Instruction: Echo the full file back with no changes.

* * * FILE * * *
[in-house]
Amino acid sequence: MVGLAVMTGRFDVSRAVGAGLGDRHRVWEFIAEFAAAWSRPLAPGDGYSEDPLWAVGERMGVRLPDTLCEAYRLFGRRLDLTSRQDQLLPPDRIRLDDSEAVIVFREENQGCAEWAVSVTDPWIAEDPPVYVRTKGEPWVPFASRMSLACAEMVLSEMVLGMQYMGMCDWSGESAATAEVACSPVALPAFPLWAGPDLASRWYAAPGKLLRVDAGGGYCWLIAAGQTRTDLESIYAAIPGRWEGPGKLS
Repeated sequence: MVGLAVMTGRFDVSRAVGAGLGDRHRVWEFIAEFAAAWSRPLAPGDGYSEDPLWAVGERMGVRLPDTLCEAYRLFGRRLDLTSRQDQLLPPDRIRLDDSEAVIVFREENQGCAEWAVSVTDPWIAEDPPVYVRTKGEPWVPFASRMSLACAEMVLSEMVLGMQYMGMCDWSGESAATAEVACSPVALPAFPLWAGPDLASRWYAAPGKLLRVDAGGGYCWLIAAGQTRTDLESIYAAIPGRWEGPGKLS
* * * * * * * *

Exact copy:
[in-house]
Amino acid sequence: MVGLAVMTGRFDVSRAVGAGLGDRHRVWEFIAEFAAAWSRPLAPGDGYSEDPLWAVGERMGVRLPDTLCEAYRLFGRRLDLTSRQDQLLPPDRIRLDDSEAVIVFREENQGCAEWAVSVTDPWIAEDPPVYVRTKGEPWVPFASRMSLACAEMVLSEMVLGMQYMGMCDWSGESAATAEVACSPVALPAFPLWAGPDLASRWYAAPGKLLRVDAGGGYCWLIAAGQTRTDLESIYAAIPGRWEGPGKLS
Repeated sequence: MVGLAVMTGRFDVSRAVGAGLGDRHRVWEFIAEFAAAWSRPLAPGDGYSEDPLWAVGERMGVRLPDTLCEAYRLFGRRLDLTSRQDQLLPPDRIRLDDSEAVIVFREENQGCAEWAVSVTDPWIAEDPPVYVRTKGEPWVPFASRMSLACAEMVLSEMVLGMQYMGMCDWSGESAATAEVACSPVALPAFPLWAGPDLASRWYAAPGKLLRVDAGGGYCWLIAAGQTRTDLESIYAAIPGRWEGPGKLS